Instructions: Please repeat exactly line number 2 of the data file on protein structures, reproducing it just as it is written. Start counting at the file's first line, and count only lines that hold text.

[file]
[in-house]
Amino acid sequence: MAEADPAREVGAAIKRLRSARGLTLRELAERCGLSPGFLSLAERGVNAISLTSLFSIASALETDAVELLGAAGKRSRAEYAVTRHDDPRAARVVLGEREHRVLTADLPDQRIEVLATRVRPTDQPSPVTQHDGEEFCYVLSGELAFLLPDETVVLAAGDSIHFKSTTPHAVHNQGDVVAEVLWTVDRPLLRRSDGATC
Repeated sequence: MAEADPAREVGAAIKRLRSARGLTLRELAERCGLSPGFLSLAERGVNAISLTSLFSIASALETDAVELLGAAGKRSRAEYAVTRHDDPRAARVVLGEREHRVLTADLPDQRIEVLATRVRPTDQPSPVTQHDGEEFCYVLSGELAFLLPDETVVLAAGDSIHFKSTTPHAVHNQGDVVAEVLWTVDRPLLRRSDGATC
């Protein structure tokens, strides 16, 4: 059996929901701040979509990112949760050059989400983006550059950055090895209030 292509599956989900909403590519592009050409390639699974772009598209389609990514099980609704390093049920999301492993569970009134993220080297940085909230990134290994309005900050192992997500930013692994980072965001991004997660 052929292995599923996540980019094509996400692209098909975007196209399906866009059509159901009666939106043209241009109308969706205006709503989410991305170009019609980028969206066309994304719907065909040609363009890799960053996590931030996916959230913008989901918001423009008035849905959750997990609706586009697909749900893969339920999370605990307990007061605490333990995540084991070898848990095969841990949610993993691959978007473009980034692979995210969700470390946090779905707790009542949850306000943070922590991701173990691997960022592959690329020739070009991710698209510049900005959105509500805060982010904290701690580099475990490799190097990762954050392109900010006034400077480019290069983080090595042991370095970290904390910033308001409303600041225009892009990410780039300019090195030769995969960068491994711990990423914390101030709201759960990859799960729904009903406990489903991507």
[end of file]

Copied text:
Amino acid sequence: MAEADPAREVGAAIKRLRSARGLTLRELAERCGLSPGFLSLAERGVNAISLTSLFSIASALETDAVELLGAAGKRSRAEYAVTRHDDPRAARVVLGEREHRVLTADLPDQRIEVLATRVRPTDQPSPVTQHDGEEFCYVLSGELAFLLPDETVVLAAGDSIHFKSTTPHAVHNQGDVVAEVLWTVDRPLLRRSDGATC